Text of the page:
The primary purpose of the Higher Education Act (HEA) is to ease the burden of the cost of college by allocating federal student loans and grants to students. It is a large piece of legislation, and touches nearly every aspect of federal higher education policy. The HEA was first signed into law by President Johnson in 1965, and has been reauthorized 9 times. The most recent reauthorization was in 2008, so it's likely to be up for reauthorization by Congress this fall. The amendments that are being suggested for this year's reauthorization focus on (1) making higher education more accessible by providing more financial aid to students, and (2) streamlining the financial aid process to make it more intuitive for students and parents. These are noble, important goals, especially considering that student loan debt in the U.S. has now surpassed $1 trillion. However, economic realities that exist today in our global, "sharing economy" are vastly different than they were in the Johnson era that informed the original legislation.
HEA for Today's World
Five decades ago, most people could get a decent-paying job with just a high school diploma, and the cost of a college degree as a percentage of future income was drastically lower than it is now. The current intense competition to get accepted into college was not a reality when Johnson was in office, and the ROI for a college undergraduate degree was probably 1-2 years. Today, a 4-year private school can cost $240k1 and the ROI could take a decade - or longer. The HEA is old and outdated. Instead of reauthorizing it with slight modifications, we need to start from scratch and write new legislation that fits our current academic and economic landscape. By just reauthorizing the archaic HEA, we are continuing to incentivize bad behavior, and throw good money after bad into degrees that may or may not pay off on the investment.
Federal Government has Overstepped
The US federal government has rapidly taken over almost all of the student-loan market. Federally-owned student loans rose from zero in the mid-1990s, to about $850 billion in late 2014,2 and now the federal government makes more than 90% of student loans.3 Our government should not own 90% of the student loan market. Instead, we need to transition to the private sector, a much more efficient allocator of capital. There are some creative financial products that could be offered if the federal government stepped to the side. These "human-capital contracts" can be fully privatized, with students receiving an upfront investment from investors in exchange for a share of their future earnings.
A few solutions have already been suggested and tested in this regard. In Oregon, state legislature developed a pilot program that would eliminate tuition and fees for students in the Oregon state university system if they agreed to pay about 3% of their income to the university for the next 20 years, which would help finance the education of future students.4 And earlier this year, the president of Purdue University, Mitch Daniels, suggested a similar system in which "students would have the option to find an investor - possibly a Purdue alum - who would finance their degree in exchange for a share of their future income". Federal legislation needs to change, though, to allow something like this to happen. Daniels said that to make this possible, the financial aid system would need to be simplified to reduce regulatory burdens on schools, giving them the flexibility to try new solutions.5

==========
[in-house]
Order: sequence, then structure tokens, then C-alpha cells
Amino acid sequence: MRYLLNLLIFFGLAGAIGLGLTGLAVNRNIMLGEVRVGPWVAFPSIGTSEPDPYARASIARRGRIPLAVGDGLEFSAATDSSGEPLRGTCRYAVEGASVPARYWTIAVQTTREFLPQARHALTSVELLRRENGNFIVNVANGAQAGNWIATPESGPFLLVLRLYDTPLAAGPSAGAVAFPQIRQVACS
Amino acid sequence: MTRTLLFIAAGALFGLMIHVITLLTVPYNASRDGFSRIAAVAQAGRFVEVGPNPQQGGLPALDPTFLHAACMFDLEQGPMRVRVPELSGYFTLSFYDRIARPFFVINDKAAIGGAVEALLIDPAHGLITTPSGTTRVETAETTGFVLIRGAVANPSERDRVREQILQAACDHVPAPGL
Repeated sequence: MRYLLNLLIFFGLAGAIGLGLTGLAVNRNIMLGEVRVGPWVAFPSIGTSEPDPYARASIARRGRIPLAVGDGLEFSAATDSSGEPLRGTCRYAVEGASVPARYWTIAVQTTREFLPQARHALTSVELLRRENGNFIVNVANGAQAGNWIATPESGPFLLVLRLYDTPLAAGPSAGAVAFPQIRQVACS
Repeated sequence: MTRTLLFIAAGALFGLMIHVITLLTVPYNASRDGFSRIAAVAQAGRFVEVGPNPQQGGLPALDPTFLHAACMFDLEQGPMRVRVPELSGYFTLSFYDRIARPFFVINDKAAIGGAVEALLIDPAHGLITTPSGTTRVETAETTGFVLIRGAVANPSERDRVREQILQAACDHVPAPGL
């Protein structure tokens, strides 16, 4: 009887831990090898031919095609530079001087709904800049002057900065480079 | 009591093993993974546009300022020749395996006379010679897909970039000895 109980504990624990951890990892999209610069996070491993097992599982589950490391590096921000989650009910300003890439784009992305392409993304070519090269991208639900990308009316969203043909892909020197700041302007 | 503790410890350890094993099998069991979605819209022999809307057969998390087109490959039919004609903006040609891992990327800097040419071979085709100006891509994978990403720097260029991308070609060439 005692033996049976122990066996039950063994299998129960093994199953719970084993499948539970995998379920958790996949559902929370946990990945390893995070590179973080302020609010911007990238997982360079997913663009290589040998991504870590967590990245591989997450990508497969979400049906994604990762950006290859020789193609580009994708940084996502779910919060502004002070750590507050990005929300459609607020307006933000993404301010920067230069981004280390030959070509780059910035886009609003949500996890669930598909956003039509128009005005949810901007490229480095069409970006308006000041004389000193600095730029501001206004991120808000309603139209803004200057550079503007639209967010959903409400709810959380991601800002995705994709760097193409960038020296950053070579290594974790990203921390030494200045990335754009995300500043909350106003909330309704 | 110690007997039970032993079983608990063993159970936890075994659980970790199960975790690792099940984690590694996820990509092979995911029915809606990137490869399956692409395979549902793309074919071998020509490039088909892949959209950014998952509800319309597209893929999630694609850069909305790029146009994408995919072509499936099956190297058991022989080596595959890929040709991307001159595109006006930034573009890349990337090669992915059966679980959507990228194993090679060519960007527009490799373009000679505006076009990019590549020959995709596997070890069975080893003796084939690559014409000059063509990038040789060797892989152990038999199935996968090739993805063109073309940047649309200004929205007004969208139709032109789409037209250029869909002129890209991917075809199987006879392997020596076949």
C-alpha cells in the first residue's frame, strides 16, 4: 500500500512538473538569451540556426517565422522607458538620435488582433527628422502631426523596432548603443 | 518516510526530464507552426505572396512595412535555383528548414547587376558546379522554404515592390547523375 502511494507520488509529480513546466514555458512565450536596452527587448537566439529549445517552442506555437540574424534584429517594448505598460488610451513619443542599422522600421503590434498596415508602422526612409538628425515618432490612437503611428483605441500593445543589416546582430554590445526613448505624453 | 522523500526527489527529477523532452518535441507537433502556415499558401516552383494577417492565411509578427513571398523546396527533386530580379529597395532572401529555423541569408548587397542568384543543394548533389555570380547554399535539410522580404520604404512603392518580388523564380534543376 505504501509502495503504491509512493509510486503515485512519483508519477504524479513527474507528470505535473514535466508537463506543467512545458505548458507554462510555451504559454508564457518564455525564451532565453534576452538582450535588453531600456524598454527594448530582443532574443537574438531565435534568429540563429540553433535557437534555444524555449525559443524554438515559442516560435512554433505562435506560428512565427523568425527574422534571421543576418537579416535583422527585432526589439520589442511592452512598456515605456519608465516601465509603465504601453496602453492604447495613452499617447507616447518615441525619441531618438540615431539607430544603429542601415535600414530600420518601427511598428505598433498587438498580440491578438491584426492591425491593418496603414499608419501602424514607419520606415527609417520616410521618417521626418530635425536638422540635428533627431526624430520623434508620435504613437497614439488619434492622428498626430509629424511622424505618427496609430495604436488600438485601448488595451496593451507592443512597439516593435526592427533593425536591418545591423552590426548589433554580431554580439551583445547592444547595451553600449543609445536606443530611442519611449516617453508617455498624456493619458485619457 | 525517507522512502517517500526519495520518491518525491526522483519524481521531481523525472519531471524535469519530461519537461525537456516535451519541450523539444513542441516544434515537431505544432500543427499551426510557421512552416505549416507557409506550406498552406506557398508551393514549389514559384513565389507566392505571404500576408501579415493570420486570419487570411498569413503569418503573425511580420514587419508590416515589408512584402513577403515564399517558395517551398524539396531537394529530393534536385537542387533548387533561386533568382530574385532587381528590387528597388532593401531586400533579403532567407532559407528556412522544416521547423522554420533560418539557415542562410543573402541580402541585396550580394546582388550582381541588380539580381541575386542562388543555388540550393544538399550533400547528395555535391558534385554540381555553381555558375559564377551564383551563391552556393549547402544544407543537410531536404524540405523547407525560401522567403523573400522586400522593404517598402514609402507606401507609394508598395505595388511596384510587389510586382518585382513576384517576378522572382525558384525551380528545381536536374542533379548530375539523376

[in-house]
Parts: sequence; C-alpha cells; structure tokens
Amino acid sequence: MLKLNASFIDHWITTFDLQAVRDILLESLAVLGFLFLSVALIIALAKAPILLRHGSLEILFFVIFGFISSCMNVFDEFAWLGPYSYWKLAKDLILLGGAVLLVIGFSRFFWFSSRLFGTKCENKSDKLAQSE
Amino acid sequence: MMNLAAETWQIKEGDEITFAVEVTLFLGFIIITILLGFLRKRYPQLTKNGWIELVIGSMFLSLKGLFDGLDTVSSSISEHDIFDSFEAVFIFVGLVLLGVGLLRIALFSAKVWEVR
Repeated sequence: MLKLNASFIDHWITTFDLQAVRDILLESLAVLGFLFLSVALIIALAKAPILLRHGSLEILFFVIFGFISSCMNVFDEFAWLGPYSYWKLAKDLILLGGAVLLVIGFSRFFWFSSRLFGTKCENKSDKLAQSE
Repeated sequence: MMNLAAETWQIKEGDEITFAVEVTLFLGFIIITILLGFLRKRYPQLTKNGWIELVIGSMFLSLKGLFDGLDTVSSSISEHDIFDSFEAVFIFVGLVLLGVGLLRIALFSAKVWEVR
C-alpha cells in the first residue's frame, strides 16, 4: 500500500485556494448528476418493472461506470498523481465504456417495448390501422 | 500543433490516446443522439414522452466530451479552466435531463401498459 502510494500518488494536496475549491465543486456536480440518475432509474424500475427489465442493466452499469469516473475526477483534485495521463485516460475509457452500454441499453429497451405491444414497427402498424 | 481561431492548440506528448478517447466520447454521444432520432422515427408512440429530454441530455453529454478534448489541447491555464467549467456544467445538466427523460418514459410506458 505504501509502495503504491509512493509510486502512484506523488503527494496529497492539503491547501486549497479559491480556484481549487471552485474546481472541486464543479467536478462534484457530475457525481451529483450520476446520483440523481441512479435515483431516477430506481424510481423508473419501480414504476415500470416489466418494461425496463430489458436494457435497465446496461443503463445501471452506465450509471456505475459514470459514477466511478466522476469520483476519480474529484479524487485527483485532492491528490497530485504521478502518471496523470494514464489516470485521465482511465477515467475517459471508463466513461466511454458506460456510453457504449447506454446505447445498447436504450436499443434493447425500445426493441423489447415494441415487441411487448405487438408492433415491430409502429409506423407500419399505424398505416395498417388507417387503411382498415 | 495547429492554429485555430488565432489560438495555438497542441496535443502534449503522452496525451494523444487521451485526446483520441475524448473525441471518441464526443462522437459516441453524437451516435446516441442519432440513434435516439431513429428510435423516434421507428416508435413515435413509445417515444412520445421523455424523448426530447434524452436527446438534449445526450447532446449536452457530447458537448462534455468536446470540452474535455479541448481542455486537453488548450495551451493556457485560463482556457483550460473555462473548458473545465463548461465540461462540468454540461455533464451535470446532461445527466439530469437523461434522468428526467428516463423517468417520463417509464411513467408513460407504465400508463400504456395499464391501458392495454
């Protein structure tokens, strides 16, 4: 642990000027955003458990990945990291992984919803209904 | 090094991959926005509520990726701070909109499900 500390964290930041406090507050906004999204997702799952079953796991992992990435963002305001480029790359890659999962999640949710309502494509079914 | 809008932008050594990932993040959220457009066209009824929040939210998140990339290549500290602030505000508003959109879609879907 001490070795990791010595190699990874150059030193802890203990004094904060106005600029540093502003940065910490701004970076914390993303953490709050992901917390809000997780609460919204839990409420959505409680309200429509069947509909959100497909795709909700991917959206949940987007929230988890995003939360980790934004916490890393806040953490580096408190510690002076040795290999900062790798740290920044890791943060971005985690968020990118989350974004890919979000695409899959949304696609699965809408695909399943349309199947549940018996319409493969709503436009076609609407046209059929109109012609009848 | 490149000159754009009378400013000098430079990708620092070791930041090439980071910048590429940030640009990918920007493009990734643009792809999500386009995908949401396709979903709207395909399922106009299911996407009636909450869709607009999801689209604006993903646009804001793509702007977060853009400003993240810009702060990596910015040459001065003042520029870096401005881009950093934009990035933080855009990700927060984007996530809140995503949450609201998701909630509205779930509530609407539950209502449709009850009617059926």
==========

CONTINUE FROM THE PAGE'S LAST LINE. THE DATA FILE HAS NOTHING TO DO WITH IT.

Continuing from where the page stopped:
Changes to the Academic Model
We are also seeing changes in credentials and degrees, in which students don't necessarily need the pre-determined Bachelor's "bundle' of coursework. Instead, they can pay for the courses that tie directly into the work they are doing - the courses that they know are directly applicable to the career they plan to pursue. Not only would these smaller chunks of education be much cheaper for students, but it would be a more more cost-efficient way for students to pay for school. What they would be learning would tie directly into their future job, producing a higher and more direct ROI.
Changes to the Financial Model
Rather than rely on legislative changes to the HEA, schools can take action themselves to decrease the federal government's presence in student loans. Institutions of higher education can shift away from the government by offering affordable, pay-as-you-go education options in which students pay as they consume knowledge. This is different than how most traditional institutions operate, where you pay up front - whether you learn or not. In the traditional model, if a student stops their studies, they still have to pay - and still have the debt. Penn Foster employs a pay-as-you-go model. We do not take Title IV funds from the Federal Government, and we are committed to providing a low cost solution for our students.
We need to move away from editing an old and irrelevant piece of legislation. The HEA needs to be retired. Instead, we need to create legislation that will allow the private sector to allocate money for high education. At the same time, institutions need to create more financially viable options for students. Colleges and universities should move to swear off Title IV money to help make education more affordable from an institution level. Let's work together to eliminate the financial barrier between students and their education.
Resources: photo President Johnson; photo grad hats; (1) 10 Most Expensive Colleges in America (2) Three Charts Explain the Student Loan Mess (3) Student Loan Securities Stay Hot (4) Let Your Rich Uncle Pay for College (5) Mitch Daniels Pushes New Plan to Pay for College